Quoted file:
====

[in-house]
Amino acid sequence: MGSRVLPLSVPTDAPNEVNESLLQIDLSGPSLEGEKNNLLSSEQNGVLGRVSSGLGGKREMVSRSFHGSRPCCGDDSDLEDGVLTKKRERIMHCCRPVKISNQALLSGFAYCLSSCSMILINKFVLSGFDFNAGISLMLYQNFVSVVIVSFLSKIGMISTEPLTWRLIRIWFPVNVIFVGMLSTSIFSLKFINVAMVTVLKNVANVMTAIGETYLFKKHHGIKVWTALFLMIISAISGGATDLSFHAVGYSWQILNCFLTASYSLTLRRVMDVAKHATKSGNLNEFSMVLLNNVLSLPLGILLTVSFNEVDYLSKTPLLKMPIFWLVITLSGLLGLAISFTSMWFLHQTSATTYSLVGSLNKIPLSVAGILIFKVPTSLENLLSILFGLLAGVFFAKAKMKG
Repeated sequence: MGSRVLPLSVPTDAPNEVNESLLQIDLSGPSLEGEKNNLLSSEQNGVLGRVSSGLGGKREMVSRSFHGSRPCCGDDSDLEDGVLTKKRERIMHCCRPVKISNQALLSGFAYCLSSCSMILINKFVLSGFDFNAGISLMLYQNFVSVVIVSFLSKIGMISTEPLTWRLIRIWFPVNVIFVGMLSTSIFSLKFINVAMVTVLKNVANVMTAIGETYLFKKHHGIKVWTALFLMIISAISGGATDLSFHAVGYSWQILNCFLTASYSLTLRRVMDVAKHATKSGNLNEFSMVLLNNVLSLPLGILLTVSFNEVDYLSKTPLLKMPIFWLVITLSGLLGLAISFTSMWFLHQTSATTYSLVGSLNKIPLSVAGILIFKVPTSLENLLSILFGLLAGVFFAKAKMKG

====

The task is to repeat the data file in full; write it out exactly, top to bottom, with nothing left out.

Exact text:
[in-house]
Amino acid sequence: MGSRVLPLSVPTDAPNEVNESLLQIDLSGPSLEGEKNNLLSSEQNGVLGRVSSGLGGKREMVSRSFHGSRPCCGDDSDLEDGVLTKKRERIMHCCRPVKISNQALLSGFAYCLSSCSMILINKFVLSGFDFNAGISLMLYQNFVSVVIVSFLSKIGMISTEPLTWRLIRIWFPVNVIFVGMLSTSIFSLKFINVAMVTVLKNVANVMTAIGETYLFKKHHGIKVWTALFLMIISAISGGATDLSFHAVGYSWQILNCFLTASYSLTLRRVMDVAKHATKSGNLNEFSMVLLNNVLSLPLGILLTVSFNEVDYLSKTPLLKMPIFWLVITLSGLLGLAISFTSMWFLHQTSATTYSLVGSLNKIPLSVAGILIFKVPTSLENLLSILFGLLAGVFFAKAKMKG
Repeated sequence: MGSRVLPLSVPTDAPNEVNESLLQIDLSGPSLEGEKNNLLSSEQNGVLGRVSSGLGGKREMVSRSFHGSRPCCGDDSDLEDGVLTKKRERIMHCCRPVKISNQALLSGFAYCLSSCSMILINKFVLSGFDFNAGISLMLYQNFVSVVIVSFLSKIGMISTEPLTWRLIRIWFPVNVIFVGMLSTSIFSLKFINVAMVTVLKNVANVMTAIGETYLFKKHHGIKVWTALFLMIISAISGGATDLSFHAVGYSWQILNCFLTASYSLTLRRVMDVAKHATKSGNLNEFSMVLLNNVLSLPLGILLTVSFNEVDYLSKTPLLKMPIFWLVITLSGLLGLAISFTSMWFLHQTSATTYSLVGSLNKIPLSVAGILIFKVPTSLENLLSILFGLLAGVFFAKAKMKG